COVID-19 has forced Muslims across the country to adapt their traditional burial rites and customs when honoring the deceased.

Traditionally, Islamic traditions include four components when laying a person to rest. The deceased is given a ceremonial bath, then they are wrapped in a shroud. Afterwards, a formal last rites prayer is given and a burial is held for the dead.

What You Need To Know

  • Muslims have been forced to change traditional burial rites during the pandemic

  • Islamic traditions include four components when laying a person to rest

  • Typically, Islamic traditions require the burial to occur 24 to 48 hours after death

  • The former executive director of the Islamic Shura Council of Southern California explains how these traditions have shifted to be more aligned with CDC's guidelines

Shakeel Syed, the former executive director of the Islamic Shura Council of Southern California, told "Inside the Issues" how these observations have shifted over the past year to keep people safe during the pandemic.

“The tradition does try to make accommodations for abnormal circumstances, such as the one that we are currently in,” Syed said. “The ceremonial wash has to be performed with a bag in which the body is placed in, and the gathering of family members to grieve have to maintain the distances as instructed by the CDC and state guidelines.”

Syed explained that family members of the deceased usually enter into the grave to lower the body and place them to face towards Mecca. The body now has to be lowered mechanically to meet social distancing requirements.

“These are just some of the pivots we had to make because of the COVID situation,” he said.

Jewish and Islamic traditions both require burial to occur 24 to 48 hours after death. Syed noted that this requirement became more flexible once it started to create overwhelming stress and challenges for families and volunteers alike, especially as COVID-19 surged throughout Southern California last winter.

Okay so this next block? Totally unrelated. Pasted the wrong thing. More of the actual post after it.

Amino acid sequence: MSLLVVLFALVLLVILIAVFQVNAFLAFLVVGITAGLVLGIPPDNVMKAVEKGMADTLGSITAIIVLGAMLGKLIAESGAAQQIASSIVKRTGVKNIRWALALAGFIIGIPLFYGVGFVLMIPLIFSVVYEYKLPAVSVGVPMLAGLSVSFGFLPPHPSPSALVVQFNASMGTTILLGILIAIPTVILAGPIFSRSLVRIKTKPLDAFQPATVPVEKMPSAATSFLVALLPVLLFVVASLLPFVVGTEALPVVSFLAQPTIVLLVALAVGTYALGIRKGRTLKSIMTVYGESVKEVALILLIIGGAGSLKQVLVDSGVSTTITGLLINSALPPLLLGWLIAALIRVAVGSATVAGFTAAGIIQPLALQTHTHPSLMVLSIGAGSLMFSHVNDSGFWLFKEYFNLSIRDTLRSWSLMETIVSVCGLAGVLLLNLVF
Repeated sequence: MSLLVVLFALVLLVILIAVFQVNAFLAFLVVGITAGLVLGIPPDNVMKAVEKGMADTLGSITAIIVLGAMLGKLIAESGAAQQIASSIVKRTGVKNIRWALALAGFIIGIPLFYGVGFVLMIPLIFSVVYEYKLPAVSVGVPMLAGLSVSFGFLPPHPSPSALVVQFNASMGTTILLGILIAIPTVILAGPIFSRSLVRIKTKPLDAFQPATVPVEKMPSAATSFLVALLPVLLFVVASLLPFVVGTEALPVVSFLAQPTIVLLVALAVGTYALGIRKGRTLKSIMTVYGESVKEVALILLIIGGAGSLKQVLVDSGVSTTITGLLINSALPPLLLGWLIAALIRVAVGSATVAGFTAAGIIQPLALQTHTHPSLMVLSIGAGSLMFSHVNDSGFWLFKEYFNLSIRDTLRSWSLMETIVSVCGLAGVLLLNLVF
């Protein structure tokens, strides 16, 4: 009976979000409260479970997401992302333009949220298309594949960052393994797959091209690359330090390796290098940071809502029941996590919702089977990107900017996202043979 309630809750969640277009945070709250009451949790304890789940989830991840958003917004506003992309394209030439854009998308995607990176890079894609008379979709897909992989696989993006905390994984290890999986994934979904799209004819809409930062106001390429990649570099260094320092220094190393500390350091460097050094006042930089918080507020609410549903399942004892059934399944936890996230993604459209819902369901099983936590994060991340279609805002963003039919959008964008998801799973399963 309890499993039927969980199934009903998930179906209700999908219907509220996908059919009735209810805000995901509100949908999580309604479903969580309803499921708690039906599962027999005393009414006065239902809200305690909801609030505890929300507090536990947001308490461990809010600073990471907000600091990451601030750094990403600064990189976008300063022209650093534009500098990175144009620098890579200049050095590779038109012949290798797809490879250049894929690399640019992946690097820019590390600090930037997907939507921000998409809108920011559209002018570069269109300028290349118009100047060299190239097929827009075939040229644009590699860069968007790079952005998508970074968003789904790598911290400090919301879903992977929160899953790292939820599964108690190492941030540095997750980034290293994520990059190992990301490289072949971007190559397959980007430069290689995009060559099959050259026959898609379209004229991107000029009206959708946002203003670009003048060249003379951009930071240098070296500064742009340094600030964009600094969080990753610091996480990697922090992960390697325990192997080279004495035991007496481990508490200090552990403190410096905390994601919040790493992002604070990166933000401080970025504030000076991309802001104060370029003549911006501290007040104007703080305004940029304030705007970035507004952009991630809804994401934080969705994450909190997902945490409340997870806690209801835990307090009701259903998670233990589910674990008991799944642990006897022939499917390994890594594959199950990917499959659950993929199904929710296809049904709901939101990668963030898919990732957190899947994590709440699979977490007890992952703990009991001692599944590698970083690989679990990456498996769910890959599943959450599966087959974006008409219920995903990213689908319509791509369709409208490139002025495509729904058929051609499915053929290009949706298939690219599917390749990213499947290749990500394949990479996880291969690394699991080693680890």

“The preferences and the rules and the relations within the tradition is not to impose more difficulties on us, but rather to make it easier,” Syed said. “So there are several provisions to accommodate the abnormal and unusual circumstances.”

Syed said he’s lucky to have not lost a loved one to COVID-19 but admitted his frequent interactions with people who have oftentimes left him unprepared on how to help people while maintaining a safe distance.

“None of us are trained on how to console a mother or a father or a husband or a wife without touching them,” he said. “You are looking them literally in the eyes and expressing all that’s in your heart, and you cannot translate with your visual expressions and you cannot touch them. It’s a very, very heart wrenching, indescribable feeling.”

More than anything, Syed said he looks to his faith for comfort during this pandemic and has relied heavily on the concept that God does not give any person a burden they cannot handle. 

“In the Islamic tradition, the belief is that from God we come and to him will return. This is not really an end, but rather a beginning of an eternal journey in the life hereafter,” said Syed. “So we take that comfort, and we hope and pray that those who are losing their loved ones will eventually meet in their life hereafter.”

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